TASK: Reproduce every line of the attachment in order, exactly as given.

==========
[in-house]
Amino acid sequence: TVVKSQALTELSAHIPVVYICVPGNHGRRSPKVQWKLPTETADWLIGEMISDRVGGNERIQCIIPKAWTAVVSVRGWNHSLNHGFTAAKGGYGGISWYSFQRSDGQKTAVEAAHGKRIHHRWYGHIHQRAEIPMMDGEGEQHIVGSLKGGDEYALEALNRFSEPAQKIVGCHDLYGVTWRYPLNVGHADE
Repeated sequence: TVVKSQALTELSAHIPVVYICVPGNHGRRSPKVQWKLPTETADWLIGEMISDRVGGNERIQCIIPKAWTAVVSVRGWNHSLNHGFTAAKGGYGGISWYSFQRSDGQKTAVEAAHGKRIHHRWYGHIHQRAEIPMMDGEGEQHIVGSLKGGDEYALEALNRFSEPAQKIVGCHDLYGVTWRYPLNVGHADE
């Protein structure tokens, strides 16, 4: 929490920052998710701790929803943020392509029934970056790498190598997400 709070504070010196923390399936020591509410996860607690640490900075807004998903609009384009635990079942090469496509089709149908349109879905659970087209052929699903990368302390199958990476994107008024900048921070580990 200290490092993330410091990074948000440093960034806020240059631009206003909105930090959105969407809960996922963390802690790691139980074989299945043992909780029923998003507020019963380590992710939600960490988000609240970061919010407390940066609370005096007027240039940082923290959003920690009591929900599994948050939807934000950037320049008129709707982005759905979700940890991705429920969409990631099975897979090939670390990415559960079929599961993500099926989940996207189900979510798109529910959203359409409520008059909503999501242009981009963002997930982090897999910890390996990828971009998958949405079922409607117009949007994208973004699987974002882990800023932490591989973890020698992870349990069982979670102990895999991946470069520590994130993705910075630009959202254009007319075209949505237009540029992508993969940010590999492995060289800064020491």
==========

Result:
[in-house]
Amino acid sequence: TVVKSQALTELSAHIPVVYICVPGNHGRRSPKVQWKLPTETADWLIGEMISDRVGGNERIQCIIPKAWTAVVSVRGWNHSLNHGFTAAKGGYGGISWYSFQRSDGQKTAVEAAHGKRIHHRWYGHIHQRAEIPMMDGEGEQHIVGSLKGGDEYALEALNRFSEPAQKIVGCHDLYGVTWRYPLNVGHADE
Repeated sequence: TVVKSQALTELSAHIPVVYICVPGNHGRRSPKVQWKLPTETADWLIGEMISDRVGGNERIQCIIPKAWTAVVSVRGWNHSLNHGFTAAKGGYGGISWYSFQRSDGQKTAVEAAHGKRIHHRWYGHIHQRAEIPMMDGEGEQHIVGSLKGGDEYALEALNRFSEPAQKIVGCHDLYGVTWRYPLNVGHADE
């Protein structure tokens, strides 16, 4: 929490920052998710701790929803943020392509029934970056790498190598997400 709070504070010196923390399936020591509410996860607690640490900075807004998903609009384009635990079942090469496509089709149908349109879905659970087209052929699903990368302390199958990476994107008024900048921070580990 200290490092993330410091990074948000440093960034806020240059631009206003909105930090959105969407809960996922963390802690790691139980074989299945043992909780029923998003507020019963380590992710939600960490988000609240970061919010407390940066609370005096007027240039940082923290959003920690009591929900599994948050939807934000950037320049008129709707982005759905979700940890991705429920969409990631099975897979090939670390990415559960079929599961993500099926989940996207189900979510798109529910959203359409409520008059909503999501242009981009963002997930982090897999910890390996990828971009998958949405079922409607117009949007994208973004699987974002882990800023932490591989973890020698992870349990069982979670102990895999991946470069520590994130993705910075630009959202254009007319075209949505237009540029992508993969940010590999492995060289800064020491």